Glad that someone mentioned the break in process since this is a vital time for any new product. What happens during and after is what we want to be focused on. As long as whats happening isn't an obvious pressing issue then you're in the clear.
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post #6 of 23 (permalink) Old 04-26-2017, 08:58 PM Thread Starter
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time for another noob question!

i dont think its appropriate to start a new thread just for 1 simple question? if im wrong please let me know.

when you turn the key off, does it sound like a fax machine? what would that be?
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post #7 of 23 (permalink) Old 04-26-2017, 09:58 PM
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It's the fuel pump in the tank. It's normal to hear some of the pressure letoff.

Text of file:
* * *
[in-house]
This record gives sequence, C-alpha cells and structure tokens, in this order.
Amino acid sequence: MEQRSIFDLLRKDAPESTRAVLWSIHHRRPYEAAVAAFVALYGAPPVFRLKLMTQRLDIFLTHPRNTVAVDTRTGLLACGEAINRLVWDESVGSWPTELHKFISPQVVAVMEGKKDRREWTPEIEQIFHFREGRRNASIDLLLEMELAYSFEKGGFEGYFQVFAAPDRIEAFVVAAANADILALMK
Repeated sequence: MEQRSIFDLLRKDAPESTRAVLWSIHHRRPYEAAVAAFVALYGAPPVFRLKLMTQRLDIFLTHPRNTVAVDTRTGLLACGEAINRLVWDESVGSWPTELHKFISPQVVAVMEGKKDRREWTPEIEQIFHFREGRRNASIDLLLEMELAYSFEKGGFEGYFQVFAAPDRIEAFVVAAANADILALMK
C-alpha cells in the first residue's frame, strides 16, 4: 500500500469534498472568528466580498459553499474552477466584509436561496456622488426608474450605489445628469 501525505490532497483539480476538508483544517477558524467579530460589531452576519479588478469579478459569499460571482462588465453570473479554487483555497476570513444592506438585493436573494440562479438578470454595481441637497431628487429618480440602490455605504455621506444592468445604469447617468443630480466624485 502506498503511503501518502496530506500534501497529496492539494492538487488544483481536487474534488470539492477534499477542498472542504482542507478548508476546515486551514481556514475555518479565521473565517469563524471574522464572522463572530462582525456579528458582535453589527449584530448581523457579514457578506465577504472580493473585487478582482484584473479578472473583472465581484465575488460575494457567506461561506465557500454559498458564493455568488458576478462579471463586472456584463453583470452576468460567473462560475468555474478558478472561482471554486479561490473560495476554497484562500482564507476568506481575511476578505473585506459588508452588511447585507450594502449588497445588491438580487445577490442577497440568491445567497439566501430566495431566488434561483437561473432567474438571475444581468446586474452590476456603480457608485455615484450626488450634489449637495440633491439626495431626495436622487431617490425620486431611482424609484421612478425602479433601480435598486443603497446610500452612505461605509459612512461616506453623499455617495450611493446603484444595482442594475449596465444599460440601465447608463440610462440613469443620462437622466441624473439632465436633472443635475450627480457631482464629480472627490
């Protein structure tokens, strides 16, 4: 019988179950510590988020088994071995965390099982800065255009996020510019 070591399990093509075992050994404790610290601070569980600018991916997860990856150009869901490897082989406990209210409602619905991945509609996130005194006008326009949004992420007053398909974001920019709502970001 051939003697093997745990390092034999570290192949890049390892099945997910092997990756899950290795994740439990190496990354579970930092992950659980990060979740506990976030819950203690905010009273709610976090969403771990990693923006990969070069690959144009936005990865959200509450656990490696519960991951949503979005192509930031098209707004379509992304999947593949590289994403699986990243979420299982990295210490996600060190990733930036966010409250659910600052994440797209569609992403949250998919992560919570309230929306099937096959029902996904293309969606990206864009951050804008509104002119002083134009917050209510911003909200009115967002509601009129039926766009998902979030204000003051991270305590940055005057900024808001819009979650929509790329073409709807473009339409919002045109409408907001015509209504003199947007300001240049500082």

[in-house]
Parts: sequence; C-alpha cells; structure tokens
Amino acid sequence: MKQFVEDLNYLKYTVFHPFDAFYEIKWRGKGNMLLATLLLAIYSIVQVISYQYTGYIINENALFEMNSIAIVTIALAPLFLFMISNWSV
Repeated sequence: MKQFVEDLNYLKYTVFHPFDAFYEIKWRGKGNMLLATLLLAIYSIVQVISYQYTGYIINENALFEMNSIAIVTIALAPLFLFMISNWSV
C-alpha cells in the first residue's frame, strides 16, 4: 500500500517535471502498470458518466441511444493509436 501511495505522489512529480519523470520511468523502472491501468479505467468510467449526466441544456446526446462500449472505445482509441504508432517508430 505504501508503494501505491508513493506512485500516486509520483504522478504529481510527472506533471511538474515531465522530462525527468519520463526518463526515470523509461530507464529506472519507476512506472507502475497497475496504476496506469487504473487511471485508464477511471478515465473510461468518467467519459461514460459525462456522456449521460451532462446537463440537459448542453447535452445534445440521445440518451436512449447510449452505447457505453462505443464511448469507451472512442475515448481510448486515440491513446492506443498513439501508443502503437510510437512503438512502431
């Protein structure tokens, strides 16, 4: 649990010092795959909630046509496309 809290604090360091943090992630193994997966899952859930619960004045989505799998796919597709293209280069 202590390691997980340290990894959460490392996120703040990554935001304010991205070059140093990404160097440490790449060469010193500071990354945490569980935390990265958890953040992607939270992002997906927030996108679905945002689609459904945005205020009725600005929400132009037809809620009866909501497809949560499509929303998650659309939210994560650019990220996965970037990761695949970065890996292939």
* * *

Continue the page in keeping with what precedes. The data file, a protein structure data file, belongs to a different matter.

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post #8 of 23 (permalink) Old 04-27-2017, 09:46 PM Thread Starter
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hey again, im such a noob, and none of my friends have a bike, you people are my only contact with people who know what they are talking about.......what does the bazzaz do, i know it has something to do with injecting fuel at certain, set times, or something along those lines...but what does it do for me as a rider on my streets? i dont race, i just drive to work and rip around and such...what difference would i feel on the bike with this device installed, with the corresponding dyno tuned map?
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post #9 of 23 (permalink) Old 04-27-2017, 10:22 PM